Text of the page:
News Stories

Southwest Florida Nursing Homes, Assisted Living Facilities Not Following New Rules After Hurricane Irma

Southwest Florida Nursing Homes, Assisted Living Facilities Not Following New Rules After Hurricane Irma
Nursing homes and assisted living facilities got a lot of attention after Hurricane Irma hit. 12 people died inside a nursing home outside Miami. The temperatures rose to 91 degrees inside. The federally regulated limit is 81. To prevent this from happening again, the state now requires nursing homes and assisted living facilities to have backup generators and 72 hours worth of fuel supply.
September 10, 2018 04:49 PM

Nursing homes and assisted living facilities received a lot of attention after Hurricane Irma hit.

Twelve people died inside a nursing home outside Miami. They were subjected to temperatures of 91 degrees inside the facility, which is much more than the federally regulated limit of 81 degrees.

The facility delayed calling the 911 emergency hot line. It didn’t evacuate the people who were living there, despite being in the proximity of hospital with functioning air condition less than a block away.

To prevent this from happening again, the state now requires nursing homes and assisted living facilities to have backup generators, along with 72 hours worth of fuel supply.

The Agency for Health Care Administration is supposed to make sure facilities are up to code. All facilities were supposed to have generators and be up to the new rules by this past June, or they had to get an extension.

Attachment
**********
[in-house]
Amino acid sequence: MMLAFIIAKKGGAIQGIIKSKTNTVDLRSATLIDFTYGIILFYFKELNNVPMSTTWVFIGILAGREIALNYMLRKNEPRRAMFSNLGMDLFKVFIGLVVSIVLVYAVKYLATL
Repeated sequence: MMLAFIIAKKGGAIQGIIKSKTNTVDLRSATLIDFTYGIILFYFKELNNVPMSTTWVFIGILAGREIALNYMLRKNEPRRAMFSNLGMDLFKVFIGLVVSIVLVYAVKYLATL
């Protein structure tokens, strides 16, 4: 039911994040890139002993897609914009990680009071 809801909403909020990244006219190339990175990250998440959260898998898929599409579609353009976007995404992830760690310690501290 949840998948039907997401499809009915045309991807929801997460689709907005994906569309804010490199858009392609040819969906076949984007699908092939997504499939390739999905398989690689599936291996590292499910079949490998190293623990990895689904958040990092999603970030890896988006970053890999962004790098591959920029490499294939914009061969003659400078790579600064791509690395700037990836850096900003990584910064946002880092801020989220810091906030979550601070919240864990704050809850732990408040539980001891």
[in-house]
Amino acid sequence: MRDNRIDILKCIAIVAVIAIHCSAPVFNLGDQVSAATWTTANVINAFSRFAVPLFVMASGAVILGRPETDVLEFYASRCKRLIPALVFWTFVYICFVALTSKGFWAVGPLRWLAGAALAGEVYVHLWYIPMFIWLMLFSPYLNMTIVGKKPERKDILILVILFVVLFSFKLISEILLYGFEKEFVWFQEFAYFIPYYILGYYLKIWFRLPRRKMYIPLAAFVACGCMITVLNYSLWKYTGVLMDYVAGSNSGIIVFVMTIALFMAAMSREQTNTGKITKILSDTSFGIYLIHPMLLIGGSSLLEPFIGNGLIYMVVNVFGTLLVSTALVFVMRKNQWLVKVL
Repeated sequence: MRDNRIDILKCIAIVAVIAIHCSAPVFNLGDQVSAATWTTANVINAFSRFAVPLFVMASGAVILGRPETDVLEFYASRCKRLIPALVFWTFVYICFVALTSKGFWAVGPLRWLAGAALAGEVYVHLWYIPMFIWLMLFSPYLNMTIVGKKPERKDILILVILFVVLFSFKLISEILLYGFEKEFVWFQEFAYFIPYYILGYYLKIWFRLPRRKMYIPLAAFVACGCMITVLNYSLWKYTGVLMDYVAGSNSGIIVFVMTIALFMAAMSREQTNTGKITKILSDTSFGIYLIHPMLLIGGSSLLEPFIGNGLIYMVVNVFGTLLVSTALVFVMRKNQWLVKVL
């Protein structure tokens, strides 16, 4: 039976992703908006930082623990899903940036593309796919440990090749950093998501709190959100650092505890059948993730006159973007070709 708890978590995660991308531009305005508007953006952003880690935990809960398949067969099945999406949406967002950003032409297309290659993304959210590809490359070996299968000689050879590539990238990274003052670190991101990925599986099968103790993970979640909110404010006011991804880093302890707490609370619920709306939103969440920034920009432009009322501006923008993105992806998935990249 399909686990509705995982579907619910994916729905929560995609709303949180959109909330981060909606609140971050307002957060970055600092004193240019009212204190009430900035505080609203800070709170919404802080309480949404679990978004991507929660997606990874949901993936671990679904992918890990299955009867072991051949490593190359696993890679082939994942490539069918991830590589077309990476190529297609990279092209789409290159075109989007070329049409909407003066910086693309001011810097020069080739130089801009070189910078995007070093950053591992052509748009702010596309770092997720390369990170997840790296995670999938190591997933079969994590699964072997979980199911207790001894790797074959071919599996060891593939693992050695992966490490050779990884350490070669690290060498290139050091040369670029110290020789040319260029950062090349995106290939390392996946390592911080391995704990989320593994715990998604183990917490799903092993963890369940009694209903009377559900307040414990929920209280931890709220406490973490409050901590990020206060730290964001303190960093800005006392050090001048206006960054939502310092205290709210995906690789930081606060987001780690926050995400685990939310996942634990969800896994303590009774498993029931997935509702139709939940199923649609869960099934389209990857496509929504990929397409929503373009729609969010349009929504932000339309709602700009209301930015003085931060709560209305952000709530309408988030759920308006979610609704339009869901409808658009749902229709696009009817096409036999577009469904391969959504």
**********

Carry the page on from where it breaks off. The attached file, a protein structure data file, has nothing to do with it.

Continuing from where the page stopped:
So where do facilities in Charlotte, Lee, and Collier County stand?

In Charlotte County, only three of the 10 nursing homes have complied with the new laws. Five out of 18 assisted living facilities are in compliance. Twelve requested an extension, leaving one that doesn’t have either.

The other seven have, however, requested an extension, meaning they have until January 2019 to meet the requirements.

Just because these facilities apply for extensions, doesn’t mean they don’t have to have a plan in place.

There should be a backup generator for nursing homes and living facilities on site during power outages. There should be a way to obtain fuel in an emergency. A plan should be in place to move patients to areas nearby that can provide cooling, such as the hospital across the street with functioning air conditioning that may have prevented the 12 senior citizen deaths. There should be clear procedures to evacuate, if needed.

Facilities that didn’t submit an extension by June 1 are paying a fine of $1,000 a day or risk losing licensing.

In Lee County, five out of 19 nursing homes are in compliance, leaving 14 with an extension request. Only 12 out of 62 assisted living facilities are up to code. 44 have requested an extension. One was denied an extension and six failed to submit for one.

In Collier County, only two out of 12 nursing homes implemented the new guidelines, and 10 out of 30 assisted living facilities are in compliance.

The two nursing homes and one assisted living facility in Hendry County all requested an extension. And for Monroe County, there are no nursing homes. Of the three assisted living facilities, 2 are in compliance, one requested an extension.

Right now, more than half aren’t meeting requirements.

The Agency for Health Care Administration has its own method of complying numbers. From our understanding, if a facility has requested an extension it’s “in compliance”. Click here for a link to all the numbers AHCA came up with.

Tags

News Stories

Actions